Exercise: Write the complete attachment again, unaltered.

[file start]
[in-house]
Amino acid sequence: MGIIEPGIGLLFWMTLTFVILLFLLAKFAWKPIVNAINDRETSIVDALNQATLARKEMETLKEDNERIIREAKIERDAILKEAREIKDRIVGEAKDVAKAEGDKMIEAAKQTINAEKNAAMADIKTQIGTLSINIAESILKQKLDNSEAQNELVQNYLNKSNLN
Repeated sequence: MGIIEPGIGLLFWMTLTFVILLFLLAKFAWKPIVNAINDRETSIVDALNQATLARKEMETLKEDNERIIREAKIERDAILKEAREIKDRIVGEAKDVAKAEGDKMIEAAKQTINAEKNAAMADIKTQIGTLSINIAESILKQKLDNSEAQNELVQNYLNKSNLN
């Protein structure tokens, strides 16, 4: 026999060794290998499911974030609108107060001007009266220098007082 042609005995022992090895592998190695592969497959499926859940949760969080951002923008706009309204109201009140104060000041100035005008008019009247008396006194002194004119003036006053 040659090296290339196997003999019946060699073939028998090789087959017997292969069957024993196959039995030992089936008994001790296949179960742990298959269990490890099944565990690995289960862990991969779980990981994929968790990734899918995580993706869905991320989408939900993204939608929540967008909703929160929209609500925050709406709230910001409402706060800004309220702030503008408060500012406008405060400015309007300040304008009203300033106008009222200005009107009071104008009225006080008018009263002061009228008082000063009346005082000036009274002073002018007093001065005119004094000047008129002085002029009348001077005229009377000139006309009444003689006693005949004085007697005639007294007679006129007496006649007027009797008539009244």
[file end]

[in-house]
Amino acid sequence: MGIIEPGIGLLFWMTLTFVILLFLLAKFAWKPIVNAINDRETSIVDALNQATLARKEMETLKEDNERIIREAKIERDAILKEAREIKDRIVGEAKDVAKAEGDKMIEAAKQTINAEKNAAMADIKTQIGTLSINIAESILKQKLDNSEAQNELVQNYLNKSNLN
Repeated sequence: MGIIEPGIGLLFWMTLTFVILLFLLAKFAWKPIVNAINDRETSIVDALNQATLARKEMETLKEDNERIIREAKIERDAILKEAREIKDRIVGEAKDVAKAEGDKMIEAAKQTINAEKNAAMADIKTQIGTLSINIAESILKQKLDNSEAQNELVQNYLNKSNLN
């Protein structure tokens, strides 16, 4: 026999060794290998499911974030609108107060001007009266220098007082 042609005995022992090895592998190695592969497959499926859940949760969080951002923008706009309204109201009140104060000041100035005008008019009247008396006194002194004119003036006053 040659090296290339196997003999019946060699073939028998090789087959017997292969069957024993196959039995030992089936008994001790296949179960742990298959269990490890099944565990690995289960862990991969779980990981994929968790990734899918995580993706869905991320989408939900993204939608929540967008909703929160929209609500925050709406709230910001409402706060800004309220702030503008408060500012406008405060400015309007300040304008009203300033106008009222200005009107009071104008009225006080008018009263002061009228008082000063009346005082000036009274002073002018007093001065005119004094000047008129002085002029009348001077005229009377000139006309009444003689006693005949004085007697005639007294007679006129007496006649007027009797008539009244």